Could my Zone 7 be that different from Pacific NE? Try letting them go to seed and sow on their own.
Figs however… ‘Celeste’ has given me maybe three in six years.
Sounds glorious. I know some gardeners in the Bay Area who consider this plant to be a noxious beast, swallowing entire chain link fences and arbors. Note: I’ve seen those fences and arbors – they were anything but noxious! I too, have 100 million photos of my Heavenly Blues – I try and shoot at least a couple every day and will continue to do so until the season shuts down.
Maybe at your house but a little further west, I haven’t had much luck. Even the few blooms I’ve had over the years didn’t self seed (zone 6, near the TN line)
love your writing style
That’s very kind, thank you!
Here is one idea for strawberry protection from birds. I received a huge metallic garden spinner for Mother’s Day one year. I thought I would hate it, but I put it in the strawberry garden just as the first berries were ripening. It seemed to scare the birds enough I didn’t need netting for the first time ever. Of course, you need to live in a windy area.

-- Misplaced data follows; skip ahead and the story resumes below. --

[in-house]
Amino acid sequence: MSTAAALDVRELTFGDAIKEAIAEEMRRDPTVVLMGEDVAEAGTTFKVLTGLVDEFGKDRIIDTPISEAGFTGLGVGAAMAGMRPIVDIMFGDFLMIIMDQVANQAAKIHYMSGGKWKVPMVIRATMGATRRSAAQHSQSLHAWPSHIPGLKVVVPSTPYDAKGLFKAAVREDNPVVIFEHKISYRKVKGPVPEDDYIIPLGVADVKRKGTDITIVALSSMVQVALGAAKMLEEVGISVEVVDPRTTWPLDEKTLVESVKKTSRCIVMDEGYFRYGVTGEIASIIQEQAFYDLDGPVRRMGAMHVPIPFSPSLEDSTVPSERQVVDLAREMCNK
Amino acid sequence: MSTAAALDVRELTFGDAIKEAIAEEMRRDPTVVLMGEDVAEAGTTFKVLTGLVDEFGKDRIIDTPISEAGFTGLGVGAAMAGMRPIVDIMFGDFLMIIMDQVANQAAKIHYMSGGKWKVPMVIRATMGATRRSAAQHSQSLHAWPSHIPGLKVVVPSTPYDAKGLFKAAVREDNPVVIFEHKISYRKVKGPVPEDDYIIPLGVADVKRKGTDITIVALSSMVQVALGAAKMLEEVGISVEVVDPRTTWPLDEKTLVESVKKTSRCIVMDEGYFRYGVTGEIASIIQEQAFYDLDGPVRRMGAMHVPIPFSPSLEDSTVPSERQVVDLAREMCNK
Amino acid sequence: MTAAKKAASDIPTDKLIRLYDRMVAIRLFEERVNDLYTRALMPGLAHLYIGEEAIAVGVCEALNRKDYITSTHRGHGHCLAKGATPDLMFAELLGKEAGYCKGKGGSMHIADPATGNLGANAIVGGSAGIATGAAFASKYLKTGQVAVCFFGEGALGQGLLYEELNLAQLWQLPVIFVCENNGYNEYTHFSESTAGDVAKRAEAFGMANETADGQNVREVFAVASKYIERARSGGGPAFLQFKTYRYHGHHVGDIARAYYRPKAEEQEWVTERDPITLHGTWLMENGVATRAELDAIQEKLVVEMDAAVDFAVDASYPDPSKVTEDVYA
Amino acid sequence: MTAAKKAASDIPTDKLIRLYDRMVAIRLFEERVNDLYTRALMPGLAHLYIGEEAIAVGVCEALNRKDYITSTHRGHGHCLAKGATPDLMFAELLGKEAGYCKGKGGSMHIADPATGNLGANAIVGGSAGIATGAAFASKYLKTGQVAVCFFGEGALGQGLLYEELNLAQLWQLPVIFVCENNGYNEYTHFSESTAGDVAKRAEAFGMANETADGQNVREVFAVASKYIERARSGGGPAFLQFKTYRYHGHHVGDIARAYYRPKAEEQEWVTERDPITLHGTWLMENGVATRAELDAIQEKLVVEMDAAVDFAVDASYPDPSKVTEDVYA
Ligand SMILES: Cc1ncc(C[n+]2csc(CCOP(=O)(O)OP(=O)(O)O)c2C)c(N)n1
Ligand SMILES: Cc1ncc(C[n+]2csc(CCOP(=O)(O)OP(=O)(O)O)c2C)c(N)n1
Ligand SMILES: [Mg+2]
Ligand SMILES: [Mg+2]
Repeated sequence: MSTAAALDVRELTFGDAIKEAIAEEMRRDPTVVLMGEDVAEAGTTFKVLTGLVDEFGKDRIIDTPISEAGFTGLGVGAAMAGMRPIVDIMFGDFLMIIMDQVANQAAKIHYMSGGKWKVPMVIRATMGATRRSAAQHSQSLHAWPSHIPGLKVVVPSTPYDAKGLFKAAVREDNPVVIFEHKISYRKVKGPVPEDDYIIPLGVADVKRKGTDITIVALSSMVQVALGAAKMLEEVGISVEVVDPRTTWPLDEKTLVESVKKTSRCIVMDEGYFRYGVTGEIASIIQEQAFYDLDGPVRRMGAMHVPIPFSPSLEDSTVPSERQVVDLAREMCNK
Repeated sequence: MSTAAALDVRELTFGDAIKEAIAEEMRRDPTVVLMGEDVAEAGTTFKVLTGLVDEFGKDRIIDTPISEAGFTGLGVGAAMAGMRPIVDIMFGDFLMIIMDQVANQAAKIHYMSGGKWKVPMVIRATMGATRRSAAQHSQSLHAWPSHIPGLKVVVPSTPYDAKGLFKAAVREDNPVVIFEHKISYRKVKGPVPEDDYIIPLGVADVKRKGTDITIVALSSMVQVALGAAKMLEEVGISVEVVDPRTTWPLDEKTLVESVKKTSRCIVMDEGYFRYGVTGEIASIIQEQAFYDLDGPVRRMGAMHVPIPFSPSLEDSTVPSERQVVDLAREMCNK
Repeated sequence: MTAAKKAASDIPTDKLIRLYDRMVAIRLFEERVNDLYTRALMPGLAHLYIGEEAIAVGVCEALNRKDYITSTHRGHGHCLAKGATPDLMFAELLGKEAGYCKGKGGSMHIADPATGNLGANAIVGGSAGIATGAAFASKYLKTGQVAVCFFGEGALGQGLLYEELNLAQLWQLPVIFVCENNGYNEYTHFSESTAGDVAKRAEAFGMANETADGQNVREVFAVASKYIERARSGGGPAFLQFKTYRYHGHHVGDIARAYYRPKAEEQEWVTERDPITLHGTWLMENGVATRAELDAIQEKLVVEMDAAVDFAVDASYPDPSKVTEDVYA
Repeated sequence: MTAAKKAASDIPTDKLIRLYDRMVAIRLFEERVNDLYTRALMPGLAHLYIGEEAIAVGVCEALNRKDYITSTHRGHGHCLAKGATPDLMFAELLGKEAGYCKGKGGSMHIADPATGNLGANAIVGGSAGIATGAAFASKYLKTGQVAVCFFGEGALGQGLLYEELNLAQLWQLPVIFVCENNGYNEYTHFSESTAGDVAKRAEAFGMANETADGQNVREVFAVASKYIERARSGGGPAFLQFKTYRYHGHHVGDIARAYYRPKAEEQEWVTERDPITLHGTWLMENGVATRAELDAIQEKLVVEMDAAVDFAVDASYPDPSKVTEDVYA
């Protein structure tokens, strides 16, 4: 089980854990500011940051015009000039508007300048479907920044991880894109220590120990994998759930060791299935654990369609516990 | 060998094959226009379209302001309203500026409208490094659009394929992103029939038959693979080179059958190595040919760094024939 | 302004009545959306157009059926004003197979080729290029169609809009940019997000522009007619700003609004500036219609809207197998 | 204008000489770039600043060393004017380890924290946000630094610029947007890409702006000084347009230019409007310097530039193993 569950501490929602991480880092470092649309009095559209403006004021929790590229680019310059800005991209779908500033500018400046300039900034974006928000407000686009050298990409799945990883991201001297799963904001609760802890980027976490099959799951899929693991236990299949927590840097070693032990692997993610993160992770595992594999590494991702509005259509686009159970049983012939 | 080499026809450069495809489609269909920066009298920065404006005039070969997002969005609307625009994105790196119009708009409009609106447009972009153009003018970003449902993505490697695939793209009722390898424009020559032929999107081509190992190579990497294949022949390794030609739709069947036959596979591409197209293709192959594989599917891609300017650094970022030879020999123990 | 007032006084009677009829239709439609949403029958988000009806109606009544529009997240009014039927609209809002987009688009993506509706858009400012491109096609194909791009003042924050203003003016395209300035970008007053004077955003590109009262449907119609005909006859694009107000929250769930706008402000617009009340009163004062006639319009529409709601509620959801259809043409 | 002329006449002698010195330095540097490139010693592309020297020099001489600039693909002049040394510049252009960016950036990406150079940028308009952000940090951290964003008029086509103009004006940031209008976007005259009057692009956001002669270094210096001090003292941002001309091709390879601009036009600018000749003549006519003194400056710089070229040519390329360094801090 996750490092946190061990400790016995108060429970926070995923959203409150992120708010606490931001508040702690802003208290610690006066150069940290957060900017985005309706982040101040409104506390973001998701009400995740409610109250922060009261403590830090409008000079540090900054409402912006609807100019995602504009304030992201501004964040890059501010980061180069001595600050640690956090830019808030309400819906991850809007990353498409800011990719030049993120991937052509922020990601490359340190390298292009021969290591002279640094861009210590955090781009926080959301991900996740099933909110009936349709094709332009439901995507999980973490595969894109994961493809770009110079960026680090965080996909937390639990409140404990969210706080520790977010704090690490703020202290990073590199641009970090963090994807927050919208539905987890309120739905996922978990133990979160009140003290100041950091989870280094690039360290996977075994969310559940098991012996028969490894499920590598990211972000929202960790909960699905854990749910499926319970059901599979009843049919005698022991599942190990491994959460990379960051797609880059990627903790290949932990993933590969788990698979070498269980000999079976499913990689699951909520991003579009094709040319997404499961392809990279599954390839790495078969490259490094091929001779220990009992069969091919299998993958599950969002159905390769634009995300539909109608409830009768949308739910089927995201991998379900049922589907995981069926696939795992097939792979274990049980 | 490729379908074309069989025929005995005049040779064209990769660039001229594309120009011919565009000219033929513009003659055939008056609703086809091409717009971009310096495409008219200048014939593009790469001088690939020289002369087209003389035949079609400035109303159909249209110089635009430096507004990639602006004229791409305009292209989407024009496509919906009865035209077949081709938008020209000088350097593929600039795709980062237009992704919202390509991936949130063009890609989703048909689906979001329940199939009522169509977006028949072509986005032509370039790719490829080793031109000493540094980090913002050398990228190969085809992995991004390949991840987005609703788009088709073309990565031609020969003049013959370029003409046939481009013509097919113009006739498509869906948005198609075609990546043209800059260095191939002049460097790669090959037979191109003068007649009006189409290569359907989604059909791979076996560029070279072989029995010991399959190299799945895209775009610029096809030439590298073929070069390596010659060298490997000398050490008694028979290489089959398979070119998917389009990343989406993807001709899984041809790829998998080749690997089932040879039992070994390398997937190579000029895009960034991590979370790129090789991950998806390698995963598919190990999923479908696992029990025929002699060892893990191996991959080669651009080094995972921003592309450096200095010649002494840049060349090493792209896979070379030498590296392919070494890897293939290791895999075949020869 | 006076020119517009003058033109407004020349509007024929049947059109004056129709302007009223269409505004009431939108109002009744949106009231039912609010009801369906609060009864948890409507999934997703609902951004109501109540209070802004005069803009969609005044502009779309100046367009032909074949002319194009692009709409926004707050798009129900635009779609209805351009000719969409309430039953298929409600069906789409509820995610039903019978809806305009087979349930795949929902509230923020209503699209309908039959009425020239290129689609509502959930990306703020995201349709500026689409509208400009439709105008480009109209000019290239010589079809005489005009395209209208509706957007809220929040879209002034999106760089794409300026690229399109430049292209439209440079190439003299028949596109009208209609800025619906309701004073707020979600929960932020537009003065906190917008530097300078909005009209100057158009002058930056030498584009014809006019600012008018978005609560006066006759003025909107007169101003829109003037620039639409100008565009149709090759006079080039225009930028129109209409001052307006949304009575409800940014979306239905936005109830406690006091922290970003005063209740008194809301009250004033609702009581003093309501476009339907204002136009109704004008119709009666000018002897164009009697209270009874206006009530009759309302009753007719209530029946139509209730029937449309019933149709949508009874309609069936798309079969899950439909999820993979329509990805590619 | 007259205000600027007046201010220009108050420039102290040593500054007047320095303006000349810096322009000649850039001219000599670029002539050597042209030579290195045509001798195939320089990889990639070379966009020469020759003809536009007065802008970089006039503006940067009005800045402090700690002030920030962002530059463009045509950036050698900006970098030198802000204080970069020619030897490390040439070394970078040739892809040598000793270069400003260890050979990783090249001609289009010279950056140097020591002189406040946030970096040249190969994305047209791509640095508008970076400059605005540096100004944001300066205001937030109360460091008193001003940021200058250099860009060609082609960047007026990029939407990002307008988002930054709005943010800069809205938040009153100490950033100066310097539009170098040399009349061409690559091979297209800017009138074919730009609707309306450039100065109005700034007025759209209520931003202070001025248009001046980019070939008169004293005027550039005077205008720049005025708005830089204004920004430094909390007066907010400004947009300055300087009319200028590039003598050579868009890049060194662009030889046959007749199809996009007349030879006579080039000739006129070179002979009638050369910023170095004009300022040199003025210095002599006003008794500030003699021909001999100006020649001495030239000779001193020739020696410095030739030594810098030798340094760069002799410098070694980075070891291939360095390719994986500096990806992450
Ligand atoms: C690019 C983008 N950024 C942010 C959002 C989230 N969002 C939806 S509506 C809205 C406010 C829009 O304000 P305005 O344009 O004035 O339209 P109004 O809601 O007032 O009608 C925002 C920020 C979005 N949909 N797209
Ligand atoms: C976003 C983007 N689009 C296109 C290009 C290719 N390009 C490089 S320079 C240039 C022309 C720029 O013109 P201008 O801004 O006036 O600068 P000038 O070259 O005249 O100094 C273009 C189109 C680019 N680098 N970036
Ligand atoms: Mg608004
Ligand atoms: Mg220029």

Reflective tape, whirligigs, netting – my anti-bird arsenal is exhausted. But, always one to overcomplicate matters, I have visions of crafting bespoke split bamboo cages that fit over the bed. We’ll see how that goes.
A ‘real rant-. Thank you. Really enjoyed this one.
Love this! beautiful photos! You also demonstrate that it’s location, location and probably the year, too that make such a difference. My morning glories went crazy here in Maryland – so much so that I’ll be weeding the seedlings for years. Would have been worth it if I’d gotten photos like that out of the experiment!
Thank you! That blue is everything!
In my cold climate garden ‘Heavenly Blue’ never bloomed before September, and frost came two weeks later. I now look for morning glories that specifically say they bloom early, otherwise there’s not much point. Well, more point than there used to be, as we now typically get our first frost in October.